I think that these facts serve to show that the world has more unity than separation than we might first think. And our nation has a deeper history than is taught.

It is unfortunate that these other countries, who have contributed to our symbols of freedom (either by force or gift), do not share the same freedoms as we do in our country.

Kimba said...

I agree with you Kassi, we should be proud of the freedoms we possess, and your point about unity is exactly my point. We need to see that we all (save Native Americans) come originally from other parts of the world. We need to stop being so insular and embrace the citizens of the world if we are truly to have peace.

kassi said...

I don't think we are that insular. There is too much evidence of the opposite. I love America, I love that we (as citizens) donate our time and money to help people in other countries less fortunate than us. I love that we free to do that if we want without oppression.

The media would like to tell us differently, that we are self serving and miserly, but overall...Americans are the most giving people in all the world. I think that as a whole, our country is spurned and judged too harshly.

I know our country isn't perfect. But none of us are. To think that you can expect perfection from flawed human beings is a standard that makes no sense.

Kimba said...

I guess my attitude tends to come from the false patriotism I see in Americans. It's as if they only care when its convenient to care. (I realize there are alot of good people in the world that doesn't apply to, but on a whole, I can't help but believe it as true.)

I think there is a difference between helping other countries and "feeling superior". American thinks itself invincible, but we're not. We need to work WITH the world, not against it, and open our eyes to see we all have something to learn from each other. Our country is failing in many ways...the biggest one being not taking care to protect what we do have & its citizens enough. (i.e. health care, education, crime, environment.)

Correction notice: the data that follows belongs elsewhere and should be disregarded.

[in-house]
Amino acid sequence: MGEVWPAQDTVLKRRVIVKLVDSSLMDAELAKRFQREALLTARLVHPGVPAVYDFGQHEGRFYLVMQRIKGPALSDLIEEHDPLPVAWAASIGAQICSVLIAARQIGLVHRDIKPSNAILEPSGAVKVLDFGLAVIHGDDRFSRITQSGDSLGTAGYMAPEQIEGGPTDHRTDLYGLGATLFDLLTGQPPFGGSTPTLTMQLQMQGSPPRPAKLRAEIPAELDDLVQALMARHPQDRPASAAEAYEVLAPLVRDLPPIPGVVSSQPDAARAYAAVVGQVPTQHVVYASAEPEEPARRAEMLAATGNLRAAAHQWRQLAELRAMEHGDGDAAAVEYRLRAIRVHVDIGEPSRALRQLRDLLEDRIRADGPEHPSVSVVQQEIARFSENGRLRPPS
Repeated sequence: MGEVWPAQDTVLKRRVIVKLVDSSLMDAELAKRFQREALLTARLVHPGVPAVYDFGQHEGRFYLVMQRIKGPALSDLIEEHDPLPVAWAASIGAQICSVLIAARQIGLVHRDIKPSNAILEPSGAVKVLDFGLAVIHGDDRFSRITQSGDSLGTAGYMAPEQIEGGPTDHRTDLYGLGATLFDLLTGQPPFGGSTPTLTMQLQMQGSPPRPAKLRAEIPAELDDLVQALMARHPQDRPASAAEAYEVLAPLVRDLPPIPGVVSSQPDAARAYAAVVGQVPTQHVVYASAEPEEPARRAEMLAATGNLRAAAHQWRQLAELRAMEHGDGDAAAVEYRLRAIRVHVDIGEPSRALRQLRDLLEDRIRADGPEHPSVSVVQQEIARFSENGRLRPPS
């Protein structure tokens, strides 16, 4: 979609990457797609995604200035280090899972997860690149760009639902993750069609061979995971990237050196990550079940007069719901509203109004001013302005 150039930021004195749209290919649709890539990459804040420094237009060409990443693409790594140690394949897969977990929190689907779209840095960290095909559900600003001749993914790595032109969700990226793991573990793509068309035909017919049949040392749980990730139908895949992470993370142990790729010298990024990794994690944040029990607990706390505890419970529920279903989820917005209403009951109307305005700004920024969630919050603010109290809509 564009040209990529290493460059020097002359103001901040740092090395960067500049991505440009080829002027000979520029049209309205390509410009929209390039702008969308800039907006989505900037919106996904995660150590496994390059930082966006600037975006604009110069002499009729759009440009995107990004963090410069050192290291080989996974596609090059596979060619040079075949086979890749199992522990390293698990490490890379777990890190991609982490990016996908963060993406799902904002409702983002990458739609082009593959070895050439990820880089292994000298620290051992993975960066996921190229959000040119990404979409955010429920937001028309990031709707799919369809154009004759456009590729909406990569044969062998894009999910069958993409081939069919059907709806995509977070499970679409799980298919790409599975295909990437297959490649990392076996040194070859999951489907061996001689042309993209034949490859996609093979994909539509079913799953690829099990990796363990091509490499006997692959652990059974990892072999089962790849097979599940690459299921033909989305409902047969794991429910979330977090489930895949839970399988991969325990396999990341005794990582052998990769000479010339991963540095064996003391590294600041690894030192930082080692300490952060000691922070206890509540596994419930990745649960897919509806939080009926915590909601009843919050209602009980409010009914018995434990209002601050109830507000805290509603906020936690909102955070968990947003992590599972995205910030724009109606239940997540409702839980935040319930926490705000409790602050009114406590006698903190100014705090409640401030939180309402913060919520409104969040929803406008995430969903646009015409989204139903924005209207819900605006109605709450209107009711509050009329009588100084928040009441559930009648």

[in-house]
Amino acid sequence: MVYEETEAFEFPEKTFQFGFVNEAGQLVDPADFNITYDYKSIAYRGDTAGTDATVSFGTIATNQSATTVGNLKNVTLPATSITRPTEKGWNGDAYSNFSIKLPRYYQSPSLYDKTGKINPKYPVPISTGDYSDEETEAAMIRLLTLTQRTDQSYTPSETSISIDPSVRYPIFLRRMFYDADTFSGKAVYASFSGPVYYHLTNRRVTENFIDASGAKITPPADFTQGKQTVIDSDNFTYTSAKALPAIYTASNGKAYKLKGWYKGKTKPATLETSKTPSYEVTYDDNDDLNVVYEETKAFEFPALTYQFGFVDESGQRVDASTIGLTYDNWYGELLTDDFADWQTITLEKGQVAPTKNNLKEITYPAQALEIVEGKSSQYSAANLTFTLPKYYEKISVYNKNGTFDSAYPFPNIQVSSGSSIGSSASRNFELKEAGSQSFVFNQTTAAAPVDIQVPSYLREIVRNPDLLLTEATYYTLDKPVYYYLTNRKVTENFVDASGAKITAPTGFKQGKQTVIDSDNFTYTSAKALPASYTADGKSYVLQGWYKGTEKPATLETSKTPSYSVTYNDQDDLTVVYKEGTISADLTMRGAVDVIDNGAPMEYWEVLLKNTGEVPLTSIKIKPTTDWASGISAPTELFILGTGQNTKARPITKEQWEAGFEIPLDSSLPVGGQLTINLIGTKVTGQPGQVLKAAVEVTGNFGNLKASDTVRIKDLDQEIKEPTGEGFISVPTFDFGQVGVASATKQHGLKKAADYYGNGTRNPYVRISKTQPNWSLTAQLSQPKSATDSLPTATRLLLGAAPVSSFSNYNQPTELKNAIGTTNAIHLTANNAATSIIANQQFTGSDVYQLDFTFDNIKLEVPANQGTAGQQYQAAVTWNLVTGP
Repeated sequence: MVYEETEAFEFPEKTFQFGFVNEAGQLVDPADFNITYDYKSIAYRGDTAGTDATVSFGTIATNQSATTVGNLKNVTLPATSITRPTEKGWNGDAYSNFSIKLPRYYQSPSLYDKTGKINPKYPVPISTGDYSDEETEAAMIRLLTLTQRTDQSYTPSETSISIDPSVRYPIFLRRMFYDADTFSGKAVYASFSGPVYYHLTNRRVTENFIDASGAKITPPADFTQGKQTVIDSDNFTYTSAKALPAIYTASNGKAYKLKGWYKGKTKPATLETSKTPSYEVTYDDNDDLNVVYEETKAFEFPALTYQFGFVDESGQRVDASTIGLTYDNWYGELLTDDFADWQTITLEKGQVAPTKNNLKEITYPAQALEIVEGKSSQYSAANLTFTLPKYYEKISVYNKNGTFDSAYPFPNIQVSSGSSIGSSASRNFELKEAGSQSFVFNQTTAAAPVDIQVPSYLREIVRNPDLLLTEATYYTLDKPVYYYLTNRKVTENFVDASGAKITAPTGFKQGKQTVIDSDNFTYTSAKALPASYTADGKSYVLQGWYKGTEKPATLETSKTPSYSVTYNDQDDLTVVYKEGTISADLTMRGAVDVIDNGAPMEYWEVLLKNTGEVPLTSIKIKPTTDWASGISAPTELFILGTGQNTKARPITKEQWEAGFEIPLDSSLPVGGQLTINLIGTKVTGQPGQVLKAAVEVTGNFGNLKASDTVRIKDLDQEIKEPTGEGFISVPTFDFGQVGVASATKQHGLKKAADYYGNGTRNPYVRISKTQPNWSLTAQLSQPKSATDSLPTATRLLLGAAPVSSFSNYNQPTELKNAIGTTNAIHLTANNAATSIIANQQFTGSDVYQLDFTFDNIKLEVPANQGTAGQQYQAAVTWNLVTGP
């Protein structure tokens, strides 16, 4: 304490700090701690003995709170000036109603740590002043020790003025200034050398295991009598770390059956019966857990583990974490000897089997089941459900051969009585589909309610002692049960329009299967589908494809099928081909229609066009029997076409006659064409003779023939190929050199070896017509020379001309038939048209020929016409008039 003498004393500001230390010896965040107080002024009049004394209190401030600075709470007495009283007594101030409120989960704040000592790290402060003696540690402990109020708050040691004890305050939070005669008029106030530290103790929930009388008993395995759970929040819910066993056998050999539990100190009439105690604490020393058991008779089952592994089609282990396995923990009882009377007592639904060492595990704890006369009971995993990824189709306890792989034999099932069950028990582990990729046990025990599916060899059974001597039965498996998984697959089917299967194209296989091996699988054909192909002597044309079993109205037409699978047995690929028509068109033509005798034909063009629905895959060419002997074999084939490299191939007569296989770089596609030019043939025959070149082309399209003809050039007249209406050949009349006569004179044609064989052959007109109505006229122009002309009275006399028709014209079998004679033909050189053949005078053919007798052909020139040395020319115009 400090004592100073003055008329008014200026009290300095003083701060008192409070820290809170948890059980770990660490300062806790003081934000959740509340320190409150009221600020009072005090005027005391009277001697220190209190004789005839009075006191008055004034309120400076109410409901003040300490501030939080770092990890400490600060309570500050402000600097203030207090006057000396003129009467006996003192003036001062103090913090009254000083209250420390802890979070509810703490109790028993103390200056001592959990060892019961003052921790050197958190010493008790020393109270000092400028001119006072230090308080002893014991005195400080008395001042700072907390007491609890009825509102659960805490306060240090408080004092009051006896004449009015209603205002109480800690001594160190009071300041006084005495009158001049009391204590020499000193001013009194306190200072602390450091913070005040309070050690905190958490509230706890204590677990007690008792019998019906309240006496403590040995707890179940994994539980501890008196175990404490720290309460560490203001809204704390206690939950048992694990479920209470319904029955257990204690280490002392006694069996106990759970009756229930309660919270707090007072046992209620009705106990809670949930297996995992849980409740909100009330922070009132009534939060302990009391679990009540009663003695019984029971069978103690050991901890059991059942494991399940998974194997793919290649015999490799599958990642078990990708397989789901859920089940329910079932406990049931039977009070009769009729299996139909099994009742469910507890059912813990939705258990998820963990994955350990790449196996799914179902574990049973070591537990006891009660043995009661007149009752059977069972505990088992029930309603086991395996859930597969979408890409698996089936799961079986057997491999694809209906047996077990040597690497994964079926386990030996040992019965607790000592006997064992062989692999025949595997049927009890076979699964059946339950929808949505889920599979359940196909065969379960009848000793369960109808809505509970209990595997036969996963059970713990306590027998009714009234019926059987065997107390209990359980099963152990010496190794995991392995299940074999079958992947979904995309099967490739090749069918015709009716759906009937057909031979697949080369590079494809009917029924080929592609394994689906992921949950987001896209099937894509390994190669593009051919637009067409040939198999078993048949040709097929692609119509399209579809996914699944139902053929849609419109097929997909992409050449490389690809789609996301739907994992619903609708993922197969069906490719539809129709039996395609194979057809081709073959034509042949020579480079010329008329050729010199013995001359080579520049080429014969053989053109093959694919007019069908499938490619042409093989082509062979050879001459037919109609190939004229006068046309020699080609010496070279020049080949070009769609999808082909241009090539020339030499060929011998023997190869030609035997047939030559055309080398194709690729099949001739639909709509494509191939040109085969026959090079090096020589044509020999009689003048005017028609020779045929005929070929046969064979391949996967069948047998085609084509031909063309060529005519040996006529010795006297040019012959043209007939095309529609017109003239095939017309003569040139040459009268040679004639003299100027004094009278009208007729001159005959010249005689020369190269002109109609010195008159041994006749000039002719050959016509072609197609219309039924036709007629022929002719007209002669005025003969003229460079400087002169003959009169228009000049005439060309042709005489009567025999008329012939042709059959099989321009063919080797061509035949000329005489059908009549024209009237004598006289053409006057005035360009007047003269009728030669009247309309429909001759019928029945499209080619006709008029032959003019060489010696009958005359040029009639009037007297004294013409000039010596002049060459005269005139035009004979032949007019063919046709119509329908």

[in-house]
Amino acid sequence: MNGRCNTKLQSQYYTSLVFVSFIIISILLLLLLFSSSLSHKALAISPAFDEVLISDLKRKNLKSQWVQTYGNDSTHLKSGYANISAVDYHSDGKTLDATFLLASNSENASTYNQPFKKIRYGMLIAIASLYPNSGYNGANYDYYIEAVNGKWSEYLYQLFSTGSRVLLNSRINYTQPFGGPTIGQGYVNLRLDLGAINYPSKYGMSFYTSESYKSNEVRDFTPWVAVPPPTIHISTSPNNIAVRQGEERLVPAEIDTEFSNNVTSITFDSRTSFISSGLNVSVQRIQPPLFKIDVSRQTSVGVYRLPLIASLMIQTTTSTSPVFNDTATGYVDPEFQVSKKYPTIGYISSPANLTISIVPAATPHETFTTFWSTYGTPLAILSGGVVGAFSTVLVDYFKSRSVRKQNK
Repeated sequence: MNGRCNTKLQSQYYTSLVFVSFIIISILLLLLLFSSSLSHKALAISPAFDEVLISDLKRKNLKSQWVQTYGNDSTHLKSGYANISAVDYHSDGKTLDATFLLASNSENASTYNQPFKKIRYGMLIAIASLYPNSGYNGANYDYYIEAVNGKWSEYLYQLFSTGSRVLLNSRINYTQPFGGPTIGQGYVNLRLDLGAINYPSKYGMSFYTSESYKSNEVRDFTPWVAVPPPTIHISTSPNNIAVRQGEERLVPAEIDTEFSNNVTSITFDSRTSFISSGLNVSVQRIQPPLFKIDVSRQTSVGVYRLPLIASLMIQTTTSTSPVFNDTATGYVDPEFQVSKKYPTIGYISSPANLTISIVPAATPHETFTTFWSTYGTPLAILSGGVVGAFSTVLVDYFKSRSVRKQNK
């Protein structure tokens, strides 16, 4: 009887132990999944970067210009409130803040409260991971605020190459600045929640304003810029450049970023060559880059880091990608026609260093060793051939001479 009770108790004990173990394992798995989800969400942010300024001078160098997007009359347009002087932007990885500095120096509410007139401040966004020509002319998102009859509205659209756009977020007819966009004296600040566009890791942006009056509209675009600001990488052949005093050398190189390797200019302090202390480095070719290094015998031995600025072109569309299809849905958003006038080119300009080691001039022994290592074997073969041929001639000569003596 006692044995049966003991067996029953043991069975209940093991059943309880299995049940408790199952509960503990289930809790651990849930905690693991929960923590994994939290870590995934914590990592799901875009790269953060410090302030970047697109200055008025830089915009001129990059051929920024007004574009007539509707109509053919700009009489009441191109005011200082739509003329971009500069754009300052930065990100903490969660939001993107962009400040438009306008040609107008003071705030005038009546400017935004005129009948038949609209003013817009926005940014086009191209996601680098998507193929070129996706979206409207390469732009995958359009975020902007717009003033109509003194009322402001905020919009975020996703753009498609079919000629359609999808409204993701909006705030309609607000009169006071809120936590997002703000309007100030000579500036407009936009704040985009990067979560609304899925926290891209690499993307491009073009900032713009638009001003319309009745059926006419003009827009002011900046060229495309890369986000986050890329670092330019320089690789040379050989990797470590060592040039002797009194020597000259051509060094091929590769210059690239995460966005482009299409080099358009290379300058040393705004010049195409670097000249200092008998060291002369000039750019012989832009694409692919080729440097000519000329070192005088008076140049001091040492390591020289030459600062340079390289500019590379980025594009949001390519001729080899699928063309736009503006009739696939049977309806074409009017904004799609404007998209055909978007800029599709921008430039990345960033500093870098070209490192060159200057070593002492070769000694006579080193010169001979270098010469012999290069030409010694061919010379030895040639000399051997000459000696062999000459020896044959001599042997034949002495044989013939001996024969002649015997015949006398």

kassi said...

I guess in regards to Independence Day, understand that our country segregates itself by having many voices wanting to be heard, seen, understood. So each voice cries out for recognition.

However on Independence Day...it is essentially the one day out of an entire year that we as a country can celebrate together, whatever our need for freedom may be.

I think that especially those who come from other countries to America seeking freedom from persecution have a better idea of what this day is about than anyone born here could ever imagine.

Invincible we are not. But I do believe that a lot of people have put their blood, sweat, and tears into allowing us to enjoy this freedom. And if we can have one day a year in which our country does it together, not segregated, then I am even more motivated to celebrate.

kassi said...

p.s. I'm glad that we could express our opinions freely :)

Kimba said...

I agree...freedom is speech is one of the greatest freedoms we have! And I always enjoy an intellectual argument! Thanks!